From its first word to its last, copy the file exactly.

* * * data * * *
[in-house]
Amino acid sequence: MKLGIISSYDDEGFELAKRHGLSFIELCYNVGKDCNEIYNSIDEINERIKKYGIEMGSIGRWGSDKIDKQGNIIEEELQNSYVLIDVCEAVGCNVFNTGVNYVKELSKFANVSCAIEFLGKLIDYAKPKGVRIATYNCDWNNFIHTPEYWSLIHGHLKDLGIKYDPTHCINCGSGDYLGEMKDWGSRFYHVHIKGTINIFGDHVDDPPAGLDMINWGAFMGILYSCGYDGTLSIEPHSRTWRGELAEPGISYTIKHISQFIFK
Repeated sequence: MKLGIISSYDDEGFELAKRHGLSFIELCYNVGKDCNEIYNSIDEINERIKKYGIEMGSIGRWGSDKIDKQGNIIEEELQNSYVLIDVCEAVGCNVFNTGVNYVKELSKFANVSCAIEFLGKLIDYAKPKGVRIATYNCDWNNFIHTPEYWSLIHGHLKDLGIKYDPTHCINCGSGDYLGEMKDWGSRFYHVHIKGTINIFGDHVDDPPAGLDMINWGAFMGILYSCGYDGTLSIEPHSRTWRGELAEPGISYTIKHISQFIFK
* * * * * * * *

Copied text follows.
[in-house]
Amino acid sequence: MKLGIISSYDDEGFELAKRHGLSFIELCYNVGKDCNEIYNSIDEINERIKKYGIEMGSIGRWGSDKIDKQGNIIEEELQNSYVLIDVCEAVGCNVFNTGVNYVKELSKFANVSCAIEFLGKLIDYAKPKGVRIATYNCDWNNFIHTPEYWSLIHGHLKDLGIKYDPTHCINCGSGDYLGEMKDWGSRFYHVHIKGTINIFGDHVDDPPAGLDMINWGAFMGILYSCGYDGTLSIEPHSRTWRGELAEPGISYTIKHISQFIFK
Repeated sequence: MKLGIISSYDDEGFELAKRHGLSFIELCYNVGKDCNEIYNSIDEINERIKKYGIEMGSIGRWGSDKIDKQGNIIEEELQNSYVLIDVCEAVGCNVFNTGVNYVKELSKFANVSCAIEFLGKLIDYAKPKGVRIATYNCDWNNFIHTPEYWSLIHGHLKDLGIKYDPTHCINCGSGDYLGEMKDWGSRFYHVHIKGTINIFGDHVDDPPAGLDMINWGAFMGILYSCGYDGTLSIEPHSRTWRGELAEPGISYTIKHISQFIFK